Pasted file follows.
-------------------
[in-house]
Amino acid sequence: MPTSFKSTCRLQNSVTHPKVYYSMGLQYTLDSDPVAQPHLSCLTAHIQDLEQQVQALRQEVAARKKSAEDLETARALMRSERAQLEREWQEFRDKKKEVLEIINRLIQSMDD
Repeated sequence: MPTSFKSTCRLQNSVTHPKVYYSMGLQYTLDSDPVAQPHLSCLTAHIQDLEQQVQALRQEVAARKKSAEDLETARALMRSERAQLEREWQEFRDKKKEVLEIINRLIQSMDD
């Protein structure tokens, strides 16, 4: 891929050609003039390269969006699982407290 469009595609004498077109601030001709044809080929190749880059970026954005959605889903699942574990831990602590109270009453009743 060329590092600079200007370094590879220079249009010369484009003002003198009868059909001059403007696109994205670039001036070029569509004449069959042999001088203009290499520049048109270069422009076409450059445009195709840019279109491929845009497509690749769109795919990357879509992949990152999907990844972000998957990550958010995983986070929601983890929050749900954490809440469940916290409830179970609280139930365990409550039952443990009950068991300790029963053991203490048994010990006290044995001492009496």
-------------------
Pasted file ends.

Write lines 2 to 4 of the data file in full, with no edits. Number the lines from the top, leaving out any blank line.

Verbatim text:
Amino acid sequence: MPTSFKSTCRLQNSVTHPKVYYSMGLQYTLDSDPVAQPHLSCLTAHIQDLEQQVQALRQEVAARKKSAEDLETARALMRSERAQLEREWQEFRDKKKEVLEIINRLIQSMDD
Repeated sequence: MPTSFKSTCRLQNSVTHPKVYYSMGLQYTLDSDPVAQPHLSCLTAHIQDLEQQVQALRQEVAARKKSAEDLETARALMRSERAQLEREWQEFRDKKKEVLEIINRLIQSMDD
């Protein structure tokens, strides 16, 4: 891929050609003039390269969006699982407290 469009595609004498077109601030001709044809080929190749880059970026954005959605889903699942574990831990602590109270009453009743 060329590092600079200007370094590879220079249009010369484009003002003198009868059909001059403007696109994205670039001036070029569509004449069959042999001088203009290499520049048109270069422009076409450059445009195709840019279109491929845009497509690749769109795919990357879509992949990152999907990844972000998957990550958010995983986070929601983890929050749900954490809440469940916290409830179970609280139930365990409550039952443990009950068991300790029963053991203490048994010990006290044995001492009496």